Compressing multiple messages

How many bits of data does it take to en­code an \(n\)-mes­sage? Naively, the an­swer is \(\lceil \log_2(n) \rceil\) (why?): For ex­am­ple, it takes 5 bits to en­code a 21-mes­sage, be­cause 4 bits are only enough to en­code 16 differ­ent mes­sages, but 5 bits are enough to en­code 32. The use of the Ceiling func­tion im­plies an in­effi­ciency: 2 bits are re­quired to en­code a 3-mes­sage, but 2 bits are enough to dis­t­in­guish be­tween four differ­ent pos­si­bil­ities. One of those pos­si­bil­ities is be­ing wasted. That in­effi­ciency can be re­duced by en­cod­ing mul­ti­ple \(n\)-mes­sages at the same time. For ex­am­ple, while an in­di­vi­d­ual 3-mes­sage re­quires 2 bits to en­code, a se­ries of 10 3-mes­sages re­quires at most 16 bits to en­code: \(3^{10} < 2^{16}.\)

Why is it that en­cod­ing ten 3-mes­sages to­gether (us­ing bits) is cheaper than en­cod­ing ten 3-mes­sages sep­a­rately? Naively, there are three differ­ent fac­tors that al­low the com­bined en­cod­ing to be shorter than the sum of the sep­a­rate en­cod­ings: The mes­sages could have differ­ent like­li­hoods (al­low­ing the com­bined mes­sage to be com­pressed in ex­pec­ta­tion); the mes­sages could be de­pen­dent on each other (mean­ing they can be com­pressed); and the mis­match be­tween bits and 3-mes­sages gets washed out as we put more three-mes­sages to­gether (see How many bits to a trit?).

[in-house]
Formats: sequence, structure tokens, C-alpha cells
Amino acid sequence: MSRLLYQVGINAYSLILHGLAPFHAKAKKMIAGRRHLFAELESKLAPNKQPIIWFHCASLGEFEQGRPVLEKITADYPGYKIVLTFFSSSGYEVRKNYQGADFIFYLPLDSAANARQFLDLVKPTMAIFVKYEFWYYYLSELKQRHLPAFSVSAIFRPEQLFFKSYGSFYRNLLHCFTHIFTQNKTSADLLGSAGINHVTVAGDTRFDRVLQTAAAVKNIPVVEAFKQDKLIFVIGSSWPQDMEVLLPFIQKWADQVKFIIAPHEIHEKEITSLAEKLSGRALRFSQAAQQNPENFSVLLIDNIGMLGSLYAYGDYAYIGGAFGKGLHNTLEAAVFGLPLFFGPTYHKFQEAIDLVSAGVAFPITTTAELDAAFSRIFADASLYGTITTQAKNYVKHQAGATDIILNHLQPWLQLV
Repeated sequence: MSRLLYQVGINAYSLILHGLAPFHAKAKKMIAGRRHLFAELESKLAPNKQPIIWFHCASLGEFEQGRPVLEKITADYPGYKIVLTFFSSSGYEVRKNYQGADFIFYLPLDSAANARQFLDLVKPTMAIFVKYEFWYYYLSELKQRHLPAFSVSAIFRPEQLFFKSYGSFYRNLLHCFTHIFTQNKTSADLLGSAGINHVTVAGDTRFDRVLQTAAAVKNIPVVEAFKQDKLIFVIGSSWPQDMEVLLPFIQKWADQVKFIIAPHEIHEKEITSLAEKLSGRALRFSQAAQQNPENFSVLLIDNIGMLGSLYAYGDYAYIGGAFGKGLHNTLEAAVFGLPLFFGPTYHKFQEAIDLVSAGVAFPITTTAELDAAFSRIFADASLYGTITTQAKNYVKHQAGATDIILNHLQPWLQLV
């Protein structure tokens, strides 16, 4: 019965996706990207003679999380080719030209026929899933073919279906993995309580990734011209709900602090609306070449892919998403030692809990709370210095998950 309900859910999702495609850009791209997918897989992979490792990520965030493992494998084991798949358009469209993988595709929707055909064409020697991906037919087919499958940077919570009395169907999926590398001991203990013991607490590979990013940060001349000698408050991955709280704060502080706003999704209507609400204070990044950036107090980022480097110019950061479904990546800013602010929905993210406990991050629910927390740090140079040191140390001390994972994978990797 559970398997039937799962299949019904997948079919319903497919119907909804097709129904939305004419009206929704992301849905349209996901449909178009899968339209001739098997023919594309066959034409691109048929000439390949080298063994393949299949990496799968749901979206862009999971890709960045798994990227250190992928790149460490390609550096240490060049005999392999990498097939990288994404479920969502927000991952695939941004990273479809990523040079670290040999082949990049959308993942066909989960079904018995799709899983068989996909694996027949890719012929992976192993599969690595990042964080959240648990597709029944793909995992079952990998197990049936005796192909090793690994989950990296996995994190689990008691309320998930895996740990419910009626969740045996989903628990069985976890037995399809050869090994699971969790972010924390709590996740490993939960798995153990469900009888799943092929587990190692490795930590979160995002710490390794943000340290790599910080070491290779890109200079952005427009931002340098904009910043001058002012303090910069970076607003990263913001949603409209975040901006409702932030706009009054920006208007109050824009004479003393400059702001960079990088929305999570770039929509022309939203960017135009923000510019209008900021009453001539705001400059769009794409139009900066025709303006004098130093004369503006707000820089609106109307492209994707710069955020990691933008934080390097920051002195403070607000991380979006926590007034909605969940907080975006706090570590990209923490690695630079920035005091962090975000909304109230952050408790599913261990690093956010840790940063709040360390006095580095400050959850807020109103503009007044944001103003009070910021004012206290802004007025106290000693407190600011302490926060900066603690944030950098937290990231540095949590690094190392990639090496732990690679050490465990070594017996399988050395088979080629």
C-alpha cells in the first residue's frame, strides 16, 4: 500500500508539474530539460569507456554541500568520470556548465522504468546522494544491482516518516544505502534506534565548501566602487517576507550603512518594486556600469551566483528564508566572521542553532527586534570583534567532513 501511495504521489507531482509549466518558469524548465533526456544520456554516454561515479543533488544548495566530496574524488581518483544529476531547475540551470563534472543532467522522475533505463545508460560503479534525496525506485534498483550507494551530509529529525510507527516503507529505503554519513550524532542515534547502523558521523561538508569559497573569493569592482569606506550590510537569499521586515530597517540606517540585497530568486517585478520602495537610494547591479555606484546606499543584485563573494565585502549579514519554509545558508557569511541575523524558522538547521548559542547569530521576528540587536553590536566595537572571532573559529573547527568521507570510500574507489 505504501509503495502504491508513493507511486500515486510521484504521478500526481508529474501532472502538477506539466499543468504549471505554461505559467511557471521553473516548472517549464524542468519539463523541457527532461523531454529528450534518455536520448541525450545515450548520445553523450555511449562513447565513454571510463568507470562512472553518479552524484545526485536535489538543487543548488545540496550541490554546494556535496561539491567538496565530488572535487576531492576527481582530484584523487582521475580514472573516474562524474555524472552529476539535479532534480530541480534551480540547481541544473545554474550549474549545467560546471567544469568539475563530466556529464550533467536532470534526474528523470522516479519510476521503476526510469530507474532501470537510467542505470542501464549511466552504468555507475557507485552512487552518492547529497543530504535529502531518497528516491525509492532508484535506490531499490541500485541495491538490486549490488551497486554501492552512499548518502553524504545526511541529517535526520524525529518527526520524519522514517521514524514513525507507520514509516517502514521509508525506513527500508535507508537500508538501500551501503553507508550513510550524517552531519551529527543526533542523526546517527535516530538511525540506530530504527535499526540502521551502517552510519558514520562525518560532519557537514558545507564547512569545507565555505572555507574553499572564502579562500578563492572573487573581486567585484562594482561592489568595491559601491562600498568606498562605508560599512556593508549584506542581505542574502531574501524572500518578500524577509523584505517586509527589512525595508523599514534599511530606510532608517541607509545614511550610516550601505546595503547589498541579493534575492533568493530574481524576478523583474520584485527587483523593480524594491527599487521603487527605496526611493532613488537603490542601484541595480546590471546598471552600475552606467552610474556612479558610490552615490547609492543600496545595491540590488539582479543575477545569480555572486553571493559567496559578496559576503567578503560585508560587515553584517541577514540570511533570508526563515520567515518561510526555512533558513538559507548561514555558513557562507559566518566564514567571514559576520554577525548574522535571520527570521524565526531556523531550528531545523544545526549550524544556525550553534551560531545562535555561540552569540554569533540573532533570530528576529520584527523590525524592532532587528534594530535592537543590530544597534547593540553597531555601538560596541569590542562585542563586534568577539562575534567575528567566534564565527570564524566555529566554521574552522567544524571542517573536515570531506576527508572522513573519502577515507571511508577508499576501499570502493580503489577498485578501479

In fact, the first two fac­tors are equiv­a­lent: 10 3-mes­sages are equiv­a­lent to one \(3^{10}\) mes­sage, and in gen­eral, \(n\) \(k\)-mes­sages are equiv­a­lent to one \(n^k\)-mes­sage. If the in­di­vi­d­ual n-mes­sages are de­pen­dent on each other, then differ­ent \(n^k\) mes­sages have differ­ent like­li­hoods: For ex­am­ple, if mes­sage 3 never fol­lows mes­sage 2, then in the com­bined mes­sage, “32” never ap­pears as a sub­string.

Thus, there are two differ­ent ways that an en­cod­ing of \(k\) \(n\)-mes­sages can be shorter than \(k\) times the en­cod­ing of an \(n\)-mes­sage: The var­i­ous com­bined mes­sages can have differ­ent like­li­hoods, and the effi­ciency of the cod­ing might in­crease. To study the effect of differ­ent like­li­hoods on the en­cod­ing length in iso­la­tion, we can as­sume that the cod­ings are max­i­mally effi­cient and see how much ad­di­tional com­pres­sion the differ­ent like­li­hoods get us. To study code effi­ciency in iso­la­tion, we can as­sume each mes­sage is equally likely and see how much ad­di­tional com­pres­sion we get as we put more \(n\)-mes­sages to­gether. In prac­tice, real com­pres­sion in­volves us­ing both tech­niques at once.